View Full Version : Mead in foreign languages

08-12-2011, 11:27 AM
How Fun to be finding this thread!

Thanks for the legwork, Oskaar!

08-13-2011, 06:53 AM
It'll be called "air madu" or "minim madu" in Indonesian.
But one of these could reference a honey tonic. I'll ask around.

08-13-2011, 09:22 AM
OK, here are words for mead in other languages that I know (if you know others, or find I need correcting, please let me know):

* mid - Polish mead

Mid in Polish means "honey", the correct word for mead is "mid pitny".

08-13-2011, 08:17 PM
Problem is, the U.S. has such idiotic laws about shipping into the U.S., especially if they don't have a distributor. I've gotten around some of that by buying a bottle of everything I find when I'm overseas (I brought back 3 cases from Great Britain), but shipping is pretty much restricted.

Vicky - who would have a *case* of Brammle liqueur if I could figure out how to get it to the States from Great Britain......
I read your post and it reminds me of trying to send a few samples/treats to "Mad Keith" across in Oklahoma. I did manage to send him a bottle of Absinthe, but he advised against sending stuff, after he explained about the differences in Federal legislation and the total lunacy of a lot of the various State legislation about booze.

As for your mention of Brammle ? I suspect that you must have done some excellent hunting for drinkies last time you were over this way. Damn I'd never heard of it and I'm only what ? 400 or so miles down the road (they're probably either crap at marketing or it's made in such small quantities that it's virtually never seen south of the border).

I'm curious though. The blackberries/brambles are in season at the moment. Maybe I'll have a go at making some, but follow a Sloe gin recipe, just change the gin and sloes for whisky and blackberries........ :p



08-14-2011, 12:57 AM
I'm no help a'tall, but I can talk English real good.


08-14-2011, 01:43 AM
Hi Folks,

Let's remember to check the date of the last post before resurrecting threads older than six months.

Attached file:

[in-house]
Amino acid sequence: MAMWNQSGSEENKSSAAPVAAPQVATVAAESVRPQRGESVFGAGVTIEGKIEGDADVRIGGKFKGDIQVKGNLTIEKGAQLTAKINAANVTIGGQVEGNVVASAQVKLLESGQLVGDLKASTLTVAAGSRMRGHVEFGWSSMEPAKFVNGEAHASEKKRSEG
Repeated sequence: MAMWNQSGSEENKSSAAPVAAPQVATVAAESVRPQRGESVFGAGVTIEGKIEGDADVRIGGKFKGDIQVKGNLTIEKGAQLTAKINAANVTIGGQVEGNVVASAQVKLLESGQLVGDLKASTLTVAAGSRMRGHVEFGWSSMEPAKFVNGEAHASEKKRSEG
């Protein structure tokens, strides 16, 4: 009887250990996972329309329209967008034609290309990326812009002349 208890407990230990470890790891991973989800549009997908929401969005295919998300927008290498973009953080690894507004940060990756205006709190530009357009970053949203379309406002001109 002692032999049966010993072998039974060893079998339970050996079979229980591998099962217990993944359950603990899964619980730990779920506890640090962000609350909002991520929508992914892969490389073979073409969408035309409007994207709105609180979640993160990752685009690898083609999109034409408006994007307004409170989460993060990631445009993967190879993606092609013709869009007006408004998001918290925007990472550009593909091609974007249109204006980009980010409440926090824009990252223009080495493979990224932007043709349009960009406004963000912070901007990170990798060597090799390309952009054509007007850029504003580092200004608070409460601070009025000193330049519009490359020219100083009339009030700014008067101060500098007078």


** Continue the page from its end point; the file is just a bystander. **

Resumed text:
Thanks all and cheers,


08-14-2011, 01:29 PM
Bummer. I had kinda wanted to know where I could keep track of all the Mead in Foreign Language (never know where I'll be or when I'll need that info...) research you'd done, Oskaar, and now the old thread has disappeared and I can't recall where I found it in the first place...any suggestions?

08-15-2011, 11:37 AM
Found it!


These are some terms I've heard in my travels. They will probably not be familiar in the main or hinterland of Croatia, Bosnia or Slovenia, but they are terms that I have heard used on the islands of Central Dalmatia.

Medovina - Croatian, Slovenian, Bosnian
Medovina Jabucka - Cyser
Medovina Tresnjacka - Cherry Mead
Medovina Kuskovacka - Pear Mead
Medovina Orahovacka - Walnut Mead
Medovina Visnjacka - Sour Cherry Mead
Medovina od Zacin i Trava - Herbed and Spiced Mead
Medovina Sljivovacka - Plum Mead
Pelinkovacka - Mead or Rakija treated with Wormwood and other herbs
Vlahovacka - Mead or Rakija treated with secret Dalmatian herbs
Medovacka - Brandy distilled from a sweet sack mead

Ancient Greece
Ompacomel - fermented grape juice and honey (this was common with the Romans as well)
Oenomel - pure grape juice and honey
Conditum - honey mixed with wine and pepper (this is quite good)
Oxymel - made from honey, vinegar, sea salt and rainwater

Ancient Russia:
Lipez - Mead

Ancient Rome:
Muslum - Fermented grape juice and honey

08-15-2011, 11:40 AM
And here's some more from the original thread:

OK, here are words for mead in other languages that I know (if you know others, or find I need correcting, please let me know):

* aguamiel - Spanish mead
* balche - Mayan mind altering mead made with balche bark
* chouchen - Breton (France) mead
* hidromel - Portugese mead
* hydromel - French mead
* idromele - Italian mead
* med - Bulgarian and Ukranian
* meddeglyn or myddyglyn - Welsh spiced mead
* mede - Dutch mead
* medovina - Czech and Slovak mead
* medovukha - Russian mead
* medu - Old High German/Old Saxon/varient of Old English, Mercian and Northumbrian
* medus - Lithuanian and/or Latvian honey
* meis - Eritrean mead
* meodu - Old English, West Saxon
* met - German mead
* midus - Lithuanian mead
* mid - Polish mead
* mjd - Danish and Norwegian mead
* mjd - Swedish mead
* mdu - Estonian honey beer
* nabidh - Arabic mead
* sima - Finnish mead
* t'ej - Ethiopian mead (since about 400 B.C.)
* ydromeli - Greek mead

Here are some other names for mead that I've found in my researches:

* madhu - in the Sanscrit Vedas
* nectar or ambrosia - in the Greek and Roman mythologies
* alu - Prussian for mead
* methe - Ancient Greek for mead
* mede - Frisian, and Low German
* metu or mitu - Old HIgh German
* meth - German
* melikatos - old Greek (morphed into hydromeli in present)

08-16-2011, 06:05 AM
Don't know if these boards will take japanese but...
In japanese they call mead 蜂蜜酒, which is read as hachimitsu-shu and means honeywine (literally bee-nectar wine). Though nowadays I think they find it easier to just say ミード, which is read as meedo (they do this all the time with english words:p)

Just adding to the list!

05-08-2012, 03:18 PM
What, no mead in Greece?
I couldn't find any, despite diligently searching.
The story I was told is that it's only made by home brewers.

05-09-2012, 10:12 AM
Speaking of mead in Greece, their communion wine, very sweet, is made with white raisins...inspiration for a pyment?

Noe Palacios
05-24-2012, 03:42 PM

09-07-2012, 07:05 PM
Anybody know mead in Yoruba?